Good products usually sell themselves … but not always. We've assembled here a list of cars and trucks that should be more popular than they are. In some cases the sales figures aren't bad, but in none of the cases below do the sales match our assessment of the cars' relevance or excellence. That usually means car shoppers can find a bit of a deal, too. Here are our Top 10 Underappreciated Cars and Trucks in no particular order.
The Flex tops our list because this underappreciated seven-seat gem is terrific yet outsold, five-to-one, by a similarly priced seven-seater found at the same dealership: the Ford Explorer. Sure, the Explorer name is better known and it looks more like an SUV than a shipping container, but the Flex is easier to get in and out of and has more overall passenger and cargo volume, especially in the dimensions that matter most, such as headroom and legroom. Driving cross-country? Go with the Flex.
For a good vehicle to get its due in the market, both the make and model have to be known, and that's why the excellent Suzuki Kizashi is seldom seen. Anyone who bothers to look will find an efficient sedan at the smaller end of the midsize car class that's fun to drive and has a stunningly high-quality interior. It comes with front- or all-wheel drive and such bonus options as a stick-shift and a great premium stereo.
Which one? Virtually all of them. Throughout Mazda's U.S. history, some models have been originals and some have been versions of Fords, but almost all have underperformed despite delivering on the company's fun-to-drive claims. The RX-7, compact 323 and Protégé were favorites of ours, as is their successor, the Mazda3. The midsize Mazda6 sedan, which was adapted to create the Ford Fusion, saw one-seventh of the Ford's sales in 2011. We'd also take a Mazda2 over the related Ford Fiesta. Wake up, America!
Kia's corporate sibling, Hyundai, is taking the market by storm, having shed most of its outdated image as the cheapest of the cheap. Kia's products are in step with Hyundai's — we named the Optima midsize sedan Cars.com's Best of 2011 — but word hasn't traveled as far. With its handsome exterior, high-quality interior and generous standard-equipment endowment, the Optima should be as common as the Toyota Camry.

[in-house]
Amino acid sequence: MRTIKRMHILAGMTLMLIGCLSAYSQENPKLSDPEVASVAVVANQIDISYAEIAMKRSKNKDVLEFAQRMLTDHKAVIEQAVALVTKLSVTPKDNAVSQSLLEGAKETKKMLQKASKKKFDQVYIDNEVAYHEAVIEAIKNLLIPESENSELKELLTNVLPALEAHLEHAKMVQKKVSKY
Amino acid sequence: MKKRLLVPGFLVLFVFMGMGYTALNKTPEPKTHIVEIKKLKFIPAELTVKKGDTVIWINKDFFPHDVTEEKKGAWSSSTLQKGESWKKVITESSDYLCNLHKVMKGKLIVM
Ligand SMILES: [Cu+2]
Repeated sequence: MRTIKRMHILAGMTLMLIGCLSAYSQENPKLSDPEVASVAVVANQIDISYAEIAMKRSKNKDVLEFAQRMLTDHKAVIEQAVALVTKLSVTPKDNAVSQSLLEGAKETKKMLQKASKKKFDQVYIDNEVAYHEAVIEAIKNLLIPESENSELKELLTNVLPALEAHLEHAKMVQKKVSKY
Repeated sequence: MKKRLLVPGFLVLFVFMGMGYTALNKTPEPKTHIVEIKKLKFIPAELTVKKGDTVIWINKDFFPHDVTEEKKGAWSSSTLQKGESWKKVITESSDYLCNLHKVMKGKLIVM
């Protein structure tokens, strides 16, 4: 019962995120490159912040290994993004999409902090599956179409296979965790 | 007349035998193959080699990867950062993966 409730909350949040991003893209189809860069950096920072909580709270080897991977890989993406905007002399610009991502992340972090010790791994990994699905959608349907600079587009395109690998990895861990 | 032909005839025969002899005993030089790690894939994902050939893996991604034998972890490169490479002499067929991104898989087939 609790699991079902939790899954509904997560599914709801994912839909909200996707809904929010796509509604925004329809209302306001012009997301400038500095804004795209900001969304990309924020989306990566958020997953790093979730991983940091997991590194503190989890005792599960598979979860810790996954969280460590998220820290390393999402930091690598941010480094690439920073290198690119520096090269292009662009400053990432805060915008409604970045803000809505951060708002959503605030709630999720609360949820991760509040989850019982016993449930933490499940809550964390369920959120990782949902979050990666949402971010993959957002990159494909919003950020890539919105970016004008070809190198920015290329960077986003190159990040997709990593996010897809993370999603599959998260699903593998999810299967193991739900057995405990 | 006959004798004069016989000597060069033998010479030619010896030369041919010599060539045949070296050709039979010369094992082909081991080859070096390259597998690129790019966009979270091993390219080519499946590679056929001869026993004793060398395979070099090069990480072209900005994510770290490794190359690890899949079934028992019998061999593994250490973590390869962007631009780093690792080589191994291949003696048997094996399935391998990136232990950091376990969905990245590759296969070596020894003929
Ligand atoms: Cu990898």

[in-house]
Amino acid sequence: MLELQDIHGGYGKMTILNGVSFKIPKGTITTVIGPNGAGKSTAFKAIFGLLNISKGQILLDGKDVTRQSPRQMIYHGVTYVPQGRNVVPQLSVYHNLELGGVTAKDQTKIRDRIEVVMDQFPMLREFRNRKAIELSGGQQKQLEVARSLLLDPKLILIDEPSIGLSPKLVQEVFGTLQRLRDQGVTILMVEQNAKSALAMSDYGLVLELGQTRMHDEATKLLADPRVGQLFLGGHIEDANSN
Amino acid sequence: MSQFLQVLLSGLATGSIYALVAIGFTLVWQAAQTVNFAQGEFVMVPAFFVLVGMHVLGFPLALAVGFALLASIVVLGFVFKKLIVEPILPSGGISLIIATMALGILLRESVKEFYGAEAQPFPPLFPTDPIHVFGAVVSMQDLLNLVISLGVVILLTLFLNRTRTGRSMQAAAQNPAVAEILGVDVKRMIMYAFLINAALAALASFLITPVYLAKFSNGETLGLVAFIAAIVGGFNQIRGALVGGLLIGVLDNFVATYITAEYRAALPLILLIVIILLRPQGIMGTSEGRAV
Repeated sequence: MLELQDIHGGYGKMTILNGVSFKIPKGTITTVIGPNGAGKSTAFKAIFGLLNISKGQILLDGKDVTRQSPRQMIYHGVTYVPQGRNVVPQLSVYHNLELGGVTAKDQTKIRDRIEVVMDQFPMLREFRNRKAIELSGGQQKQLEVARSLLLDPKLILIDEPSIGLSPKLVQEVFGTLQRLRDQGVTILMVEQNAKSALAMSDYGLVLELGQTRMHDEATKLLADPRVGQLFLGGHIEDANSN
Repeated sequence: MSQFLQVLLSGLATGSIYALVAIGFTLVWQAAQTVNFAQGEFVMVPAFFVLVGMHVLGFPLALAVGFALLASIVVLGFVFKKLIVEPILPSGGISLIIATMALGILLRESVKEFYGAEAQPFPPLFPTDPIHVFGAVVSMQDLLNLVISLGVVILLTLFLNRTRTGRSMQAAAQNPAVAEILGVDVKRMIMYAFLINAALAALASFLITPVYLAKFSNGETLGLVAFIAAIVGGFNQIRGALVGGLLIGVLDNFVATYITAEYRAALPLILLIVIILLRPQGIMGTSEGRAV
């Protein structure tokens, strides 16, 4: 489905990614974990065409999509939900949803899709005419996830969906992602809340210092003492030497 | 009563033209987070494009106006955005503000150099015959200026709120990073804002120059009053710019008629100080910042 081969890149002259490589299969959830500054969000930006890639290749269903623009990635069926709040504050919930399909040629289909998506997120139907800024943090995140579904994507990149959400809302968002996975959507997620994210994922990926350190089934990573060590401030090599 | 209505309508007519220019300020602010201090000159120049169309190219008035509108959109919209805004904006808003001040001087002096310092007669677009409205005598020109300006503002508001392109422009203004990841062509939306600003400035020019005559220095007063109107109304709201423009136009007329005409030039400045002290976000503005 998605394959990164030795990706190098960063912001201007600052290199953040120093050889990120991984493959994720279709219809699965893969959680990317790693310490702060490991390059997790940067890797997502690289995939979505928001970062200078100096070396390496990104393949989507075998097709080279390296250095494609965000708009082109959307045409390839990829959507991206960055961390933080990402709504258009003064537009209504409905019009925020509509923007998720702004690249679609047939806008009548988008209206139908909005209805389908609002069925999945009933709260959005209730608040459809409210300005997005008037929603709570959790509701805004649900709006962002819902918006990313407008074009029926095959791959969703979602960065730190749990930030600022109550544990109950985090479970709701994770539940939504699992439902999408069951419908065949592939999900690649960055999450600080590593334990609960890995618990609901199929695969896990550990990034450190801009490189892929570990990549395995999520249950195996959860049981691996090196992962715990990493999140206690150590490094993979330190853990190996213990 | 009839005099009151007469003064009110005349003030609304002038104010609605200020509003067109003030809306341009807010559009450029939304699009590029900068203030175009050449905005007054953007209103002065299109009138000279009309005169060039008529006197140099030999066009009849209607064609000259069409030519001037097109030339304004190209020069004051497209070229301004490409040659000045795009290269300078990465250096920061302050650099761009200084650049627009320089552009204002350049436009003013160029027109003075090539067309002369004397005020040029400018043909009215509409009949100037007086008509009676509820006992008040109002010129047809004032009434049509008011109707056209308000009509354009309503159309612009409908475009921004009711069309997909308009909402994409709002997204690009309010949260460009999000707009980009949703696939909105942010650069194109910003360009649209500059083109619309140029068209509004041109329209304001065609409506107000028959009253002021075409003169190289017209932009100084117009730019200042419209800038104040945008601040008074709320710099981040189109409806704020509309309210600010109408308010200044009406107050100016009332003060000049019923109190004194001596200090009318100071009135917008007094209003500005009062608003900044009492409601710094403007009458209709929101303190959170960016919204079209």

Hyundai introduced a true luxury sedan in 2009 that we awarded with our top honor, and it has only improved since then. At close to 20,000 sales in 2011, it's doing well but not as well as most comparably sized luxury cars, which are priced higher (by anywhere from $3,500 to well into five figures above the Genesis' $34,200 base price). With V-6 and V-8 engines and rear-wheel drive, it has the foundation and all the luxury trappings of Mercedes and similar competitors. If you refuse to accept a Hyundai as a luxury car, you're only hurting yourself.
Nissan sold less than 5,000 Quest minivans in 2012's first quarter, when major competitors like Dodge, Chrysler, Honda and Toyota each moved between 24,000 and 34,000 minivans for the same period. Why? Well, this one isn't a big mystery: The Quest introduced in 2011 is a competitive, high-quality van that took third place out of six minivan models in a Cars.com comparison test. But for more than a decade prior, despite Nissan's intentions, Quests were more peculiar than progressive, more curious than competitive. Without much of a record to stand on, the Quest is building a new one. From scratch.
How is this car not neck-and-neck in sales with the Chevrolet Camaro and Ford Mustang? Like those cars, the Dodge has rear-wheel drive, manual and automatic transmissions and retro styling that will snap as many necks as its six- and eight-cylinder engines do when you nail the throttle. The Challenger is also roomy, has a giant trunk and is far more comfortable on long road trips than the others — and countless additional models. Incidentally, the Challenger was voted the 2012 Shoppers' Choice by Cars.com visitors. (Smartest internet users in the world …)
We know, we know: Americans don't like wagons. Maybe they haven't checked out the SportWagen version of the better-known Volkswagen Jetta sedan, a surprisingly versatile, fun car. With 32.8 cubic feet of cargo volume behind the backseat and 66.9 cubic feet total, it beats trendy SUVs like the Mini Countryman, Mitsubishi Outlander Sport and even VW's own Tiguan. The clean-diesel TDI version is our favorite, though that one's actually in short supply. You've heard that the Jetta was redesigned and isn't as nice? That's the sedan; the wagon is still based on the previous generation. Act now before that changes.
Truck buyers are a tough crowd. For example, in sales, the nifty Honda Ridgeline pickup consistently gets its clock cleaned by every recognizable brand, possibly because brand is more important than anything in this realm. Or perhaps because the Ridgeline's work capabilities are legitimately limited. So, why isn't the Chevrolet Avalanche a bigger hit? It can do the work, towing up to 8,100 pounds; it serves as a five-seat SUV or a full-length pickup truck, and it comes from a truck brand. Sadly, the 2013 model year will be the Avalanche's last. Vehicles that transform from one configuration to another never succeed as much as hoped.
All plug-in cars are expensive, but so are luxury vehicles, and the reasons for driving both prove to be surprisingly similar. As owners, we know the Volt has downsides, as all cars do, and we accept that they're deal-breakers for some shoppers. But Volt resistance seems to be more about partisan pretzel logic and safety misperceptions than about the car itself. GM's sales expectations were too high, but the Volt definitely deserves more success than it's seen so far.